‘I’ve not seen her. Did you leave her laying around some place again? I’ve told you not to play with her, remember? She’s a special doll,’ I replied.

Harriet puffed out her cheeks, trying to hold back tears as she thought.

‘Why don’t you ask you dad to help you look?’ I suggested.

With a huff, Harriet stormed off.

For the next few minutes, I heard my husband and daughter searching the whole house. I busied myself with making the meal. When I called them both to eat, Harriet declared the doll was still missing.

‘I’m sure she’ll turn up,’ I said.

Doll

Kinsey admired herself in the long mirror. Her Halloween costume was perfect, even if she did say so herself. Gently, she rearranged the tight blond curls over her shoulders and realized for the first time that for once she was happy with her hair. All the wigs she had looked at had been nice and suitable enough, but she just hadn’t found the right one. Instead, she had decided to style her own hair and the hours of curling had paid off.

The days practising her makeup had also come full circle and now the cracked face of a porcelain doll reflected back to her. Kinsey pouted her full and heavily redden lips as she posed. I so need a pic of that! Right now! She thought. Gripping her IPhone, she took a few snaps then flipped through them. It could almost be a real doll’s face. Smiling, she selected the best one and Tweeted it.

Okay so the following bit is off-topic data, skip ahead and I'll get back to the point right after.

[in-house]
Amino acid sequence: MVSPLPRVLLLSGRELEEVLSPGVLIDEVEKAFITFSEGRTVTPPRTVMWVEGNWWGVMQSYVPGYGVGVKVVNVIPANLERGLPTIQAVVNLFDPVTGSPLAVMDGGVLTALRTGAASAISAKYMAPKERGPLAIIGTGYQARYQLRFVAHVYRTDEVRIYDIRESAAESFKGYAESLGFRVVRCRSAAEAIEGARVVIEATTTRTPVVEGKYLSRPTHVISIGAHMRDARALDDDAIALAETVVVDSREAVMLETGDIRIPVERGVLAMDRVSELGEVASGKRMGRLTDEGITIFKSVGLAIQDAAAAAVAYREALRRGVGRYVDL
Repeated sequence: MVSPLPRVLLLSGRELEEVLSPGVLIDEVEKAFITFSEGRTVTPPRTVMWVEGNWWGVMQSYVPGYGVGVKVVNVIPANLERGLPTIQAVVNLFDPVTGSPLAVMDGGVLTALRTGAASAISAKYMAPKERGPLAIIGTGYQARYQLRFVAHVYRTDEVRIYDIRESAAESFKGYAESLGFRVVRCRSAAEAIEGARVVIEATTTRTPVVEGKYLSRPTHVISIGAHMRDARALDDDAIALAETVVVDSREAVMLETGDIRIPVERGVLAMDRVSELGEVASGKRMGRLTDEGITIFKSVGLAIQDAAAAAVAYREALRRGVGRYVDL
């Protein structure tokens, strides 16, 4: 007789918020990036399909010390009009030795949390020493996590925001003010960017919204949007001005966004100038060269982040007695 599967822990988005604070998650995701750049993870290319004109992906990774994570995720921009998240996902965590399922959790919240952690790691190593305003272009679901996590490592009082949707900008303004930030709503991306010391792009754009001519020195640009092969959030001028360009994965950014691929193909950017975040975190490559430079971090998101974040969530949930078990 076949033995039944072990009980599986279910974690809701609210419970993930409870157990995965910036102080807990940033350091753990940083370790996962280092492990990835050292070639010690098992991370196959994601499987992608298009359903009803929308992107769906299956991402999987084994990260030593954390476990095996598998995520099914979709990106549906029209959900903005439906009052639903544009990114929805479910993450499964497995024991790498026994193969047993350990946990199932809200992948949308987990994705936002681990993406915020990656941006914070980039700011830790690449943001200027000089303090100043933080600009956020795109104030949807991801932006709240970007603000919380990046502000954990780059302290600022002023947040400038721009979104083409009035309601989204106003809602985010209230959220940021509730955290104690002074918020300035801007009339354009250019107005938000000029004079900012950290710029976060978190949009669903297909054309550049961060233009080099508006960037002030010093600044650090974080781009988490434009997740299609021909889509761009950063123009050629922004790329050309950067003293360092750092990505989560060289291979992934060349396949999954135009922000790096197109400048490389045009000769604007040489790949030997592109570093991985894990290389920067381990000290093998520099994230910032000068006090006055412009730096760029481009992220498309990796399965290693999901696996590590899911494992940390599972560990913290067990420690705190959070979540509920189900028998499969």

Bouncing back in front of the mirror, she fiddled with the large blue bows on the end of the skirt. The actual dress has been an afterthought, which was strange for conscious fashion Kinsey. However, a month of searching the internet and shops had proven fruitless for anything close to what she had wanted. Luckily, she had talked a dress maker into designing and creating her idea. Now the blue and white pinafore dress, with a large, but short puffed up skirt, really brought her doll face to life.

She took a few fuller pics to show off the dress, before going over to her bed. A pair of white leather boots, a blue sun hat and a blue velvet pouch bag was lying together near a pile of scatter cushions. Sliding the phone into the bag, Kinsey squeezed into the boots and balanced the hat on her head. Now her costume was really complete.

The doorbell ring, dimly echoing through the massive house and Kinsey heard Mrs Buzan answering it. The grandfather clock struck up the hour chime and with another quick check in the mirror, Kinsey picked up her pouch bag and hurried down the stairs. The hall and porch lights were on and she came to the bottom of the stairs she could see her best friends shadowed in the front door frame.